Veterinary Economics reader response: Overnight-only emergency clinics aren't "dangerous"
In April 2014, Veterinary Economics Editorial Advisory Board member Dr. Fred Metzger argued that transferring patients from an overnight-only emergency facility in the morning to the clients’ normal veterinarian could be dangerous to patients. This doctor in a letter to the editor doesn’t agree.
I read all your publications monthly and am usually impressed by the content and relevance of the subject matter. However, I was taken aback by the article about 24/7 care.
I practice in the same county as Dr. Fred Metzger. When he went to 24/7 care, I sent him an email thanking him for bringing new options to the local area. Dr. Metzger has improved the standard of care for most small animal hospitals in central Pennsylvania through the continual evolution of his veterinary practice. But as a participant of the competing emergency practice, I take umbrage to the dismissal of that practice as dangerous.
Is your publication a forum for general practice, or are you only advocating what your practitioner board deems necessary? Personal bias should never have appeared in the article. Is your job to inform or promulgate only what your board deems necessary?
Hopefully, you will get back to your mission of providing business tools, ideas and inspiration needed to fuel the passion for practice and leave the unnecessary personal bias out of well-intended articles.
John Shapira, DVM
Straley Veterinary Associates
Dr. Metzger replies:
I appreciate Dr. John Shapira’s compliments about our “raising the standard of care in central PA” and I think central Pennsylvania pets greatly benefit from our competing ER’s. Dr. Shapira’s emergency practice does a great job and we frequently collaborate with their overnight doctors on cases.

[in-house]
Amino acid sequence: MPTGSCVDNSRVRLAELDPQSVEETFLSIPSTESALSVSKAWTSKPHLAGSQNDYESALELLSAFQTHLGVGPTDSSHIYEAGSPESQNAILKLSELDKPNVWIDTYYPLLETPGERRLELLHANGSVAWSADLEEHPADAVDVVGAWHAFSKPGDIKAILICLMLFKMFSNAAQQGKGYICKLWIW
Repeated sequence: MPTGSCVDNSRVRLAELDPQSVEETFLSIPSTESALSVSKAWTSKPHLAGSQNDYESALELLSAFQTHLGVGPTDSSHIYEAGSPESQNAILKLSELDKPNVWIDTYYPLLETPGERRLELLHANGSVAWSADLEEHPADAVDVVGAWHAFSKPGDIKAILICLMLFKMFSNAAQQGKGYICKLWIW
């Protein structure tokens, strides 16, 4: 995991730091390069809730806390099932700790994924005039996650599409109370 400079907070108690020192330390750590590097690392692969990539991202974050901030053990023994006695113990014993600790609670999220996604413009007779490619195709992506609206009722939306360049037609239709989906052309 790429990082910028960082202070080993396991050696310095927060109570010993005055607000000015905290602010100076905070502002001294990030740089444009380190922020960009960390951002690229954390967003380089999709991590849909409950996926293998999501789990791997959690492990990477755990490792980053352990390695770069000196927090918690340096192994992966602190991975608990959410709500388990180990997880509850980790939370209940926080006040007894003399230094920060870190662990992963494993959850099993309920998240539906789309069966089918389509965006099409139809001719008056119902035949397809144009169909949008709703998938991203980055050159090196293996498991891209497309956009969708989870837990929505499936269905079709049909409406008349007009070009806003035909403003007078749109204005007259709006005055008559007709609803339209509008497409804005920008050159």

I have been a member of the Veterinary Economics and Veterinary Medicine magazines’ practitioner advisory boards for over 15 years because I give my honest opinion and I’m not afraid to give input on controversial issues-that’s the mission of a practitioner’s advisory board. Does personal bias enter into an opinion-of course! However, anyone who knows me realizes that my goal is to always improve patient care and improve the standard of care in veterinary medicine worldwide. Sorry if I ruffle some feathers but if it helps someone’s beloved pet, so be it!Many overnight ERs will send the patient back to the primary care doctor in the morning because the emergency hospital closes—but transporting a critical patient can be dangerous for the patient and the person doing the transporting. Many cases can be transferred easily, however, there are many examples where transporting may be detrimental.
Some surgical examples of cases that are better left in one place include:
> Fractures, especially complicated ones
> Gastric dilatation volvulus
> Recent laparotomies
> Back surgeries
Some medical examples:
> Patients with chest tubes
> Serious arrhythmias
> Patients requiring continuous oxygen therapy
> Patients on ventilators
I’m also concerned about pet owner safety, because they must transfer pets that may be in pain, and most owners aren’t adequately trained to handle ill pets. I’m sure there are cases of serious automobile accidents caused when owners were preoccupied with their pets during transport.
And finally, would you want to be transported daily from the ER to your primary care physician every morning?
Fred Metzger, DVM, DABVP
Metzger Animal Hospital
State College, Pennsylvania
Dr. Fred Metzger graduated with honors from the Purdue School of Veterinary Medicine in 1986 and is a diplomate of the American Board of Veterinary Practitioners. He is as an adjunct professor at Penn State University, and he has written numerous publications. He practices at Metzger Animal Hospital in State College, Pa.
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